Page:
SWOV Catalogus

124428

Road user education, driver licences, special user groups young, old, vulnerable.
C 45777 (In: C 45677 [electronic version only]) /83 / ITRD E217881
Keifala, J.S.
In: Proceedings the 13th International Conference on Road Safety on Four Continents, Warsaw, Poland 5-7 October 2005, 7 p.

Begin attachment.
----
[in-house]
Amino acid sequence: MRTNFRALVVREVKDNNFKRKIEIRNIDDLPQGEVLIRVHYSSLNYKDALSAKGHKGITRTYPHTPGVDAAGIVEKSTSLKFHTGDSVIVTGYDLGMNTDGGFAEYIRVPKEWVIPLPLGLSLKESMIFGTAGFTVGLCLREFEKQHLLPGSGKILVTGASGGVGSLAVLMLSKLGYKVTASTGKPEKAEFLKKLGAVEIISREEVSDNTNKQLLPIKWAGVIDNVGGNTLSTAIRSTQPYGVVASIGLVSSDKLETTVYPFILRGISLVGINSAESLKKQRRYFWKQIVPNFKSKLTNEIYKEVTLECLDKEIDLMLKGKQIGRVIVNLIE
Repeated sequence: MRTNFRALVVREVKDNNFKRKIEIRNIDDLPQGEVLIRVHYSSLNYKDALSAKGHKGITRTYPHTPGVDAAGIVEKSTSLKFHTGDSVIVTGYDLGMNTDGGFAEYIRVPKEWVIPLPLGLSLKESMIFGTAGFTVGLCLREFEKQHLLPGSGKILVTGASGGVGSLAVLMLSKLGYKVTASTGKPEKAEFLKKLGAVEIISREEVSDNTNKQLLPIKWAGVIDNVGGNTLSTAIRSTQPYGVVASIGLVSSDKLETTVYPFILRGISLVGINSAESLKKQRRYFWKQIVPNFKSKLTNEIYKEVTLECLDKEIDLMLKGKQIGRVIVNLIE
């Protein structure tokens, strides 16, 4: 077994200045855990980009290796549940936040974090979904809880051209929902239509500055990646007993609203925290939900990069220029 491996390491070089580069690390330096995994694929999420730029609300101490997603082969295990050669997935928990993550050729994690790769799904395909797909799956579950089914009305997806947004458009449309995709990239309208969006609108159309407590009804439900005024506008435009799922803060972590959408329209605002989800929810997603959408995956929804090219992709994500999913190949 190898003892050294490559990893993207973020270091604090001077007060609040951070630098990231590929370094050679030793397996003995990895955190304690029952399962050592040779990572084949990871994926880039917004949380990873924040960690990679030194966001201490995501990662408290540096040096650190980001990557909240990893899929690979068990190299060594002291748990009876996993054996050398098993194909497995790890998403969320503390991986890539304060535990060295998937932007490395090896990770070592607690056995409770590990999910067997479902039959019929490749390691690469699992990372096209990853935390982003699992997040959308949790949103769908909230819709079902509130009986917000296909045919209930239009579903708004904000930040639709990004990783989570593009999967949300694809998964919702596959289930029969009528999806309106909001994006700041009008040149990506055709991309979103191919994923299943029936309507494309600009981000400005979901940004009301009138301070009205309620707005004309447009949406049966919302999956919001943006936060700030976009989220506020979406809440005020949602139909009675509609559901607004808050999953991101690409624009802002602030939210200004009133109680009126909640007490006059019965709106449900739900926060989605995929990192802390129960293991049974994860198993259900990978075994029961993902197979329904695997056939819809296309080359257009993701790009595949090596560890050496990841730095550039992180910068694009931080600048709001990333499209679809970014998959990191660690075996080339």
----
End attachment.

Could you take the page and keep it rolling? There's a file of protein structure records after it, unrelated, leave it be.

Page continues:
Samenvatting Many schools of thought in the causation of accidents have reached a common agreement about the causes of accidents that the technological improvements in the design and construction of motor vehicles do very little in minimizing road accidents without proper and adequate driver training. In more industrialized countries, which have adequate driver training resources and facilities, giant steps have been taken which have produced encouraging results in minimizing road traffic accidents and improving road safety. In developing countries however, where technical facilities, training material and financial resources are not readily available, the training of drivers is at a low level and therefore improvement in road safety is regrettably slow. Countries with low literacy levels and a high level of unemployment are faced with the problem of having the greater percentage of drivers being illiterate. The fact is that most literature on driving and traffic education is written in English and not much has been done in translating it into the vernaculars of those countries. The electronic media, which is known to be an effective means of disseminating educative information to listeners, is sometimes not as effective because most listeners prefer listening to musical programmes than listening to those in traffic education. Radio stations for the benefit of drivers have introduced special radio programmes, but regrettably, commercial vehicle drivers would rather listen to pop music than traffic education programmes (A). For the covering abstract see ITRD E217780.
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